gear we have."

Money will probably always be a bigger
motivator than ecological friendliness, he
said, but the effect is beneficial either way.

"It's hard to control sprawl so you need a
powerful tool," he said. "Virtualization has
come along as a very powerful tool."

No stone unturned

Finding ways to go green in the data
center means examining everything, from
the big picture down to the fine details. For
example, IBM has developed energy-saving
servers by modifying the exhaust fans,
Lechner said.

The always-spinning fan accounts for
about one-third of a server's power usage,
he said. "So we've introduced systems that
have heat sensors built in, and the fan
speed is variable," he said. "The fan only
spins as often and as fast as it needs to to
dissipate the heat. That one innovation
alone can reduce the power consumption
of a server by 15 percent."

Although hardware is the most visible
target, software can also play a role in
using computing power more efficiently,
said Jim Russell, vice president of the public
sector at Symantec Corp. He said the
company's Endpoint Protection software,
which bundles seven key security measures
into one application, requires fewer
processor cycles to run.

"There's a way that you can architect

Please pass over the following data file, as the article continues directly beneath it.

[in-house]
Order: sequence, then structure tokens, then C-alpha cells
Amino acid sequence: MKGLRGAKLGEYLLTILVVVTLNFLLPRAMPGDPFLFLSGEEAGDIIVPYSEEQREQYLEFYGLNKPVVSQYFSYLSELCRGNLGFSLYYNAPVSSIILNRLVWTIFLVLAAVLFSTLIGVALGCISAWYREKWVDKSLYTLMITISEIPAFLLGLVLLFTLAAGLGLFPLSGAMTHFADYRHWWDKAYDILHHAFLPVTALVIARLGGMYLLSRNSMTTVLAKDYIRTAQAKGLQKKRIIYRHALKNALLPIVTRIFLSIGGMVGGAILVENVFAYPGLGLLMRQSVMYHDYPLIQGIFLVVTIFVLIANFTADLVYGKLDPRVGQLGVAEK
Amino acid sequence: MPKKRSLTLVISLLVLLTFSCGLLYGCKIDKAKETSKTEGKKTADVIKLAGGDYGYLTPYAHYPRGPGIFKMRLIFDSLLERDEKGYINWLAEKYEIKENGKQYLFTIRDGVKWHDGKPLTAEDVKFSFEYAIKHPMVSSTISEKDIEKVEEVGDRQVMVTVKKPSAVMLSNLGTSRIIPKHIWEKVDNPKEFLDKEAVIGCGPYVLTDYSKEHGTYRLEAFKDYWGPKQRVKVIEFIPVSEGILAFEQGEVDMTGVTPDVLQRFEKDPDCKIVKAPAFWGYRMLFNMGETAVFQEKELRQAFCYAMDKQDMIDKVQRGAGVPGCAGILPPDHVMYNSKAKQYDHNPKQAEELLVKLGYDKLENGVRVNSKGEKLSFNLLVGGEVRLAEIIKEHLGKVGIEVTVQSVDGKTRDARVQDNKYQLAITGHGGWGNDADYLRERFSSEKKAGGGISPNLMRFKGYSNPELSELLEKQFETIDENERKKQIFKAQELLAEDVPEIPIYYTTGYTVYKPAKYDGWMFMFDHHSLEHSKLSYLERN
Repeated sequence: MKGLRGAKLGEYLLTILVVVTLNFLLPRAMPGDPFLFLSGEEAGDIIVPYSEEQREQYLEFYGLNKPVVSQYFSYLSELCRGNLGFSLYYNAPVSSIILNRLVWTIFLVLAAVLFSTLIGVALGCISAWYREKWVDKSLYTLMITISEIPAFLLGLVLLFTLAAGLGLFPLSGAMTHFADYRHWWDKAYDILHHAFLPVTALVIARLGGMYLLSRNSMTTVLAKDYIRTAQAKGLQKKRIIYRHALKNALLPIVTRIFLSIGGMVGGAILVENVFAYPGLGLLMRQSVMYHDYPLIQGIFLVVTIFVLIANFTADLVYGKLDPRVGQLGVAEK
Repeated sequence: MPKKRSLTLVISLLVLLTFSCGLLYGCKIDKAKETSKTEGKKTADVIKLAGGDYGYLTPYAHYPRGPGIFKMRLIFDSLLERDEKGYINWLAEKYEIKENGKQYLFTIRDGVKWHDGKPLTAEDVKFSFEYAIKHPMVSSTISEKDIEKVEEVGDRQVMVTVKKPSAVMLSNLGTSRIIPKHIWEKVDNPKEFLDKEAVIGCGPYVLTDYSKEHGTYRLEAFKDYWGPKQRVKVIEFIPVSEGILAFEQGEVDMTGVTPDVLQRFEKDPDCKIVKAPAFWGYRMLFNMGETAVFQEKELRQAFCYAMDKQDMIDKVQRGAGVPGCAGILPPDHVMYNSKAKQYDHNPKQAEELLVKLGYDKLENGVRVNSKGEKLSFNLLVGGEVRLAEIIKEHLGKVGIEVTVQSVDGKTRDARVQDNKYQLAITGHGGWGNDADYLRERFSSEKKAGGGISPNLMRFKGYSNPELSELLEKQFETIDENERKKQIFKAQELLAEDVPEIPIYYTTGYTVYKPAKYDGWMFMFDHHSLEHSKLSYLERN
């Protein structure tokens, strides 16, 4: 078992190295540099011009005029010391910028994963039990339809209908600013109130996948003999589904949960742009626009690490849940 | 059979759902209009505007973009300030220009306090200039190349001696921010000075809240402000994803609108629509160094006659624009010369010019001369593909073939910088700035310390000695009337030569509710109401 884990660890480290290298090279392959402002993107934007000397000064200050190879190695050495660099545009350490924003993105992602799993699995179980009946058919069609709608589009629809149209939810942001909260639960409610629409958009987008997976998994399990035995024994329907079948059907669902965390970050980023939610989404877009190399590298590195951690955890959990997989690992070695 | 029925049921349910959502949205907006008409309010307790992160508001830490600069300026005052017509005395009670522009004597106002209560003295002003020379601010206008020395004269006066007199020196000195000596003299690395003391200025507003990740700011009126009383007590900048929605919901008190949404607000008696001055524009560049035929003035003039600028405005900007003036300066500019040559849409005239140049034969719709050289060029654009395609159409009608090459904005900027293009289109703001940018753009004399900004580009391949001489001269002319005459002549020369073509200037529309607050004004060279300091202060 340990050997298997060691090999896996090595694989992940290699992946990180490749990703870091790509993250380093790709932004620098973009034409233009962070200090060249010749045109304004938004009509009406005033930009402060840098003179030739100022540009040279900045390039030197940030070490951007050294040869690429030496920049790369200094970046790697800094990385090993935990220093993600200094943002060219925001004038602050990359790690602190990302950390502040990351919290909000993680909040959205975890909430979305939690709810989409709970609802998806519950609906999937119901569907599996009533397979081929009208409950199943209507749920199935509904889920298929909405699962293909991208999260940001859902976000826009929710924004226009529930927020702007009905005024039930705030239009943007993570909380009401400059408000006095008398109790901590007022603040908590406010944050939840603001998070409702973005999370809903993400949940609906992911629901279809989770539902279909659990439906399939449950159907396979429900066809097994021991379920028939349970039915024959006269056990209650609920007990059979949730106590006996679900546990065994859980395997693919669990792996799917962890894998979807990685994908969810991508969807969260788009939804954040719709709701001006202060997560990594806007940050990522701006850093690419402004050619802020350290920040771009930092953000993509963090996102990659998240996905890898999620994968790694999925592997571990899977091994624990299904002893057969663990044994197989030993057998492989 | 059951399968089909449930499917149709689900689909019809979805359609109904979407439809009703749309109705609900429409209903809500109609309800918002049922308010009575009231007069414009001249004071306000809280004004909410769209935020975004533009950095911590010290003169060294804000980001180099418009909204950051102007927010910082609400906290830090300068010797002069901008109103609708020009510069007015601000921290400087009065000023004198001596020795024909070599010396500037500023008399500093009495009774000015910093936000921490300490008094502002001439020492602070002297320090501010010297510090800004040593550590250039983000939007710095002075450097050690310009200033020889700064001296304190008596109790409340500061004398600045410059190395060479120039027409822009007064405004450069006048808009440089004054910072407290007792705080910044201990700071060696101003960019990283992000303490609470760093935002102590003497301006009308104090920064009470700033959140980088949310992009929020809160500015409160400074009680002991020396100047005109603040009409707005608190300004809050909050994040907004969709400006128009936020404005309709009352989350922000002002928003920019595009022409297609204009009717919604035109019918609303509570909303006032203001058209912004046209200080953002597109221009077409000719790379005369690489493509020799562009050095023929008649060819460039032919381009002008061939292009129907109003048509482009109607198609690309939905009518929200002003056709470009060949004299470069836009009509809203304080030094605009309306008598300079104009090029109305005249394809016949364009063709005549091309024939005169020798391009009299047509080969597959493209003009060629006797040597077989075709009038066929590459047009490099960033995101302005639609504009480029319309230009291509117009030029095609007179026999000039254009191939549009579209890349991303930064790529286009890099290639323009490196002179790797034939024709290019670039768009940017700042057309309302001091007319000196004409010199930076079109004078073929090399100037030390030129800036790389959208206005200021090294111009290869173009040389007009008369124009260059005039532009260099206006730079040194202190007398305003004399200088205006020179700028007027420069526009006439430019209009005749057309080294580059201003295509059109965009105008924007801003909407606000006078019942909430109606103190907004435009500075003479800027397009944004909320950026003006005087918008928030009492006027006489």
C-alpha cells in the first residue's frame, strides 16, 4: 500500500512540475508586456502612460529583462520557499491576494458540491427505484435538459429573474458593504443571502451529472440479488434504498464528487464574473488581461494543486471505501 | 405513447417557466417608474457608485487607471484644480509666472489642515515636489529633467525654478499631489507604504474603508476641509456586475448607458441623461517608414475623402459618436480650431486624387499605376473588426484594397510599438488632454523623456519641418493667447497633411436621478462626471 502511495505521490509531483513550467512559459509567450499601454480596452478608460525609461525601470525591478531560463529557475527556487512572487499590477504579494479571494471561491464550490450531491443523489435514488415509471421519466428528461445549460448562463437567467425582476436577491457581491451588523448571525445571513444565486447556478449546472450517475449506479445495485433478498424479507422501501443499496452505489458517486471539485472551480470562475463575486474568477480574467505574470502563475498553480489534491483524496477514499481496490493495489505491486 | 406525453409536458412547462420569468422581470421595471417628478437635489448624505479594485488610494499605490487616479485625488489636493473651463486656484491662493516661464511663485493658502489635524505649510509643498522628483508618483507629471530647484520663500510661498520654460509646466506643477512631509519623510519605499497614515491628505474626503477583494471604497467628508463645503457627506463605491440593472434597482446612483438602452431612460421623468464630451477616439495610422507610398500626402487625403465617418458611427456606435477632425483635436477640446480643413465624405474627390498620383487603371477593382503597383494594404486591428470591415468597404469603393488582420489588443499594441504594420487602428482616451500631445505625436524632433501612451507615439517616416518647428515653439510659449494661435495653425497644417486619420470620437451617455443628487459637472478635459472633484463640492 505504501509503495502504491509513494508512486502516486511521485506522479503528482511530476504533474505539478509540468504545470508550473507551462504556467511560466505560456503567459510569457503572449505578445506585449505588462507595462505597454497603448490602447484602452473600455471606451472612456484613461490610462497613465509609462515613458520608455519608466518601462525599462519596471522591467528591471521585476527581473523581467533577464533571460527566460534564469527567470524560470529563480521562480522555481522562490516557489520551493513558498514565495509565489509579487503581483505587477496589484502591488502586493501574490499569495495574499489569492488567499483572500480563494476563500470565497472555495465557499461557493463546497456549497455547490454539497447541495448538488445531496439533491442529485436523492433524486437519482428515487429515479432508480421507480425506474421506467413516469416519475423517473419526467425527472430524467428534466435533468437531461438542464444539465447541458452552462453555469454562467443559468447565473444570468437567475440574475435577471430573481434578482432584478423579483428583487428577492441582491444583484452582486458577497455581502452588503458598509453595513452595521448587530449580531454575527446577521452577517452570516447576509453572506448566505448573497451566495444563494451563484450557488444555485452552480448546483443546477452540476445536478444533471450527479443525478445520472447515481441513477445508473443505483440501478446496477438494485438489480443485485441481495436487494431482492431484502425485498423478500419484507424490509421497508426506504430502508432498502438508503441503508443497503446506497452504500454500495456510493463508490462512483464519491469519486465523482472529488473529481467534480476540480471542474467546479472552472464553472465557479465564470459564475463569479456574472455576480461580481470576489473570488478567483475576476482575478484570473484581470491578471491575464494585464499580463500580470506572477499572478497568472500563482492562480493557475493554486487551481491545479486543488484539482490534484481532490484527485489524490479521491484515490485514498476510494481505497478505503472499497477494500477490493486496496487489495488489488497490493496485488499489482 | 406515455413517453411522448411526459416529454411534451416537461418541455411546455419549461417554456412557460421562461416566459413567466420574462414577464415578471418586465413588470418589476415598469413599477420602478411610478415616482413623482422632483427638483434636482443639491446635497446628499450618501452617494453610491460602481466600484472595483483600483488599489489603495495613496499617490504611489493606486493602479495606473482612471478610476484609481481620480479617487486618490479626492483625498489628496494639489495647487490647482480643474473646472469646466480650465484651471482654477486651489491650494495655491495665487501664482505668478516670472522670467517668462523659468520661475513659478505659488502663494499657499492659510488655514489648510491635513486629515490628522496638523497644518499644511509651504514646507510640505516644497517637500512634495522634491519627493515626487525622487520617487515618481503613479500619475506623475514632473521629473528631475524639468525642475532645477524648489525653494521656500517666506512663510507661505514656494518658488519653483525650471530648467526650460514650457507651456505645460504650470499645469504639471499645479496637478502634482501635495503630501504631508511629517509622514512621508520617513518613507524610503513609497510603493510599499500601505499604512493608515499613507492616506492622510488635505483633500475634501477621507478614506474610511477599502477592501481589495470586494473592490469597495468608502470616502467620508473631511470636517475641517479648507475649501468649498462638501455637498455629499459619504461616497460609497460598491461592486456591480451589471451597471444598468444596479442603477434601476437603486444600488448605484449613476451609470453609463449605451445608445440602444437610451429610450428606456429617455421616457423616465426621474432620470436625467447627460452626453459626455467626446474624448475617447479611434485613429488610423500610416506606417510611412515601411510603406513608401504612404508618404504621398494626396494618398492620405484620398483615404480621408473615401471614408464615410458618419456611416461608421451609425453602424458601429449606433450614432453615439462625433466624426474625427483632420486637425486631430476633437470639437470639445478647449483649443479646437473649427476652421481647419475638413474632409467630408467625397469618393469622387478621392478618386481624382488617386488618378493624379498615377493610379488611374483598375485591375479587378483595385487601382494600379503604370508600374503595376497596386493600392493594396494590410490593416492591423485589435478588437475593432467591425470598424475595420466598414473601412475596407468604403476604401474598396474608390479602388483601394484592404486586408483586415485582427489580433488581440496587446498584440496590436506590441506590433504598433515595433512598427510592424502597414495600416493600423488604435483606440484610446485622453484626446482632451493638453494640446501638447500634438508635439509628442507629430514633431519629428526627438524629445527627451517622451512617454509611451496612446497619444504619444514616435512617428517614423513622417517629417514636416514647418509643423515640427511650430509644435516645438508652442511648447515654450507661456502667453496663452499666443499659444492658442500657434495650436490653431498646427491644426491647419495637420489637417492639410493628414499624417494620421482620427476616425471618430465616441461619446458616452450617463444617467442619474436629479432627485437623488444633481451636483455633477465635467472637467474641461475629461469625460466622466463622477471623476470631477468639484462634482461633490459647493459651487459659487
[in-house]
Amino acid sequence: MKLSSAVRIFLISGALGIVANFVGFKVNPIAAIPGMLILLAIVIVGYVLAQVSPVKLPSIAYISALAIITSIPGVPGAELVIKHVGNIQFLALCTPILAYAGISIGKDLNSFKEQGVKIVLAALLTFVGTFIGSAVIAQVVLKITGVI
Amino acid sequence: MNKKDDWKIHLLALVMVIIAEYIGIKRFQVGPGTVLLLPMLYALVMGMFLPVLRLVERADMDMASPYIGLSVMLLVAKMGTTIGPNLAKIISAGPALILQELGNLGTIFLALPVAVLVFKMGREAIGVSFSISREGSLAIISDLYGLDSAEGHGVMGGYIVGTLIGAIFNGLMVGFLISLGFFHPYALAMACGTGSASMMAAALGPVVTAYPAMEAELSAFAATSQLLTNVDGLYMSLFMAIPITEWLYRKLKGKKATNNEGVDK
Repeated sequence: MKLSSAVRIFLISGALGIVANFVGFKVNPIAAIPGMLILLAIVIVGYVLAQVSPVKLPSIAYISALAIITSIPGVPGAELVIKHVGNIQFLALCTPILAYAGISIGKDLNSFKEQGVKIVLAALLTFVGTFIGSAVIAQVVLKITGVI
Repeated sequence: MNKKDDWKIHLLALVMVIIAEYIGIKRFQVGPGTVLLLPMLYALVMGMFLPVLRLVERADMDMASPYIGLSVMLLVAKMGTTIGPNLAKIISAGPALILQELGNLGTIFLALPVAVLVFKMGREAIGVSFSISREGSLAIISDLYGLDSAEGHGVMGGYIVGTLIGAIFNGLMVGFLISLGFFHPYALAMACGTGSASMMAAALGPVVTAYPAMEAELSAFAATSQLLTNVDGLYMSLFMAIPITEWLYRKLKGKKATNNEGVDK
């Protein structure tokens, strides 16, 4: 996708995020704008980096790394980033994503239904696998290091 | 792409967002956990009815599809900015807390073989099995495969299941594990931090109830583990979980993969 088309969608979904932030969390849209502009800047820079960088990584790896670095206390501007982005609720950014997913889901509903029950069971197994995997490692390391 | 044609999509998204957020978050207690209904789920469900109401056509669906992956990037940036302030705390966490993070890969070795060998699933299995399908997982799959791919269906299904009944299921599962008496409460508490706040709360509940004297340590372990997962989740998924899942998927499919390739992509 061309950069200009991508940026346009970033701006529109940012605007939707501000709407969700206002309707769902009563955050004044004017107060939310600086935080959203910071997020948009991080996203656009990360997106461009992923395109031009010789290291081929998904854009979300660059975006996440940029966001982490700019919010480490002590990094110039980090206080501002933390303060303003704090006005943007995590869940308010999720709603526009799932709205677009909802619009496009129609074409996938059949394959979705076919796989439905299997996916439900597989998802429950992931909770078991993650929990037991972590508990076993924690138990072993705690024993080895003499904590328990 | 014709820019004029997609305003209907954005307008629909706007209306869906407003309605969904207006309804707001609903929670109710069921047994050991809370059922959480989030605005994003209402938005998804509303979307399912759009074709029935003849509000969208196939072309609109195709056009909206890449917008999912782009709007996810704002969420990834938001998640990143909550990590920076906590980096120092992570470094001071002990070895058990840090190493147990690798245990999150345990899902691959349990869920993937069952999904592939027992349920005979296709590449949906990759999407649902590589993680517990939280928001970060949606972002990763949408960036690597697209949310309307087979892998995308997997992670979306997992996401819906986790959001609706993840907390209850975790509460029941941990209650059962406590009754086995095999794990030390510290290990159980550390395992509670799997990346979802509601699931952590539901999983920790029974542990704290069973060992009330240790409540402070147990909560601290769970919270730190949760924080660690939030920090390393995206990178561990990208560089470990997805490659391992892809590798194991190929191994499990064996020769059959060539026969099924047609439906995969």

families of software products that are similar
to bring the cost of processing down
significantly," he said.

Like many efforts to persuade people to
change their way of thinking, virtualization
faces cultural resistance. Simon Shiach,
vice president of technology services at
Unisys Corp., compared it to carpooling.
Most commuters agree that carpooling is a good idea, but many of them still drive to
work alone.

"This is about the maturity of your environment,"
Shiach said. "It's not just about
pooling resources. People are still concerned
about pooling resources."

Virtualization isn't complete without
control systems. Because the systems share
resources in different ways than they do in
more traditional configurations, data center
managers need new software to govern
the interaction and provisioning of servers.

"When you move from a fixed model to a
virtual one, a whole lot of things change,"
said Andy Jordan, program manager of the
real-time infrastructure program at Unisys.
"When everything is locked away in a box,
they're easier to maintain and protect than
when they're in a virtual environment."

Recycling cuts waste

When organizations upgrade to more current
technology, they generate piles of obsolete
computers they must dispose of. Rather
than haul the machines off to landfills, some
organizations are finding more ecologically
friendly ways to unload the computers, with
the help of vendor partners.

"The large vendors have all arranged
extensive recycling centers and programs
so that you don't just create more trash,"
Eunice said. "There is a clear reclamation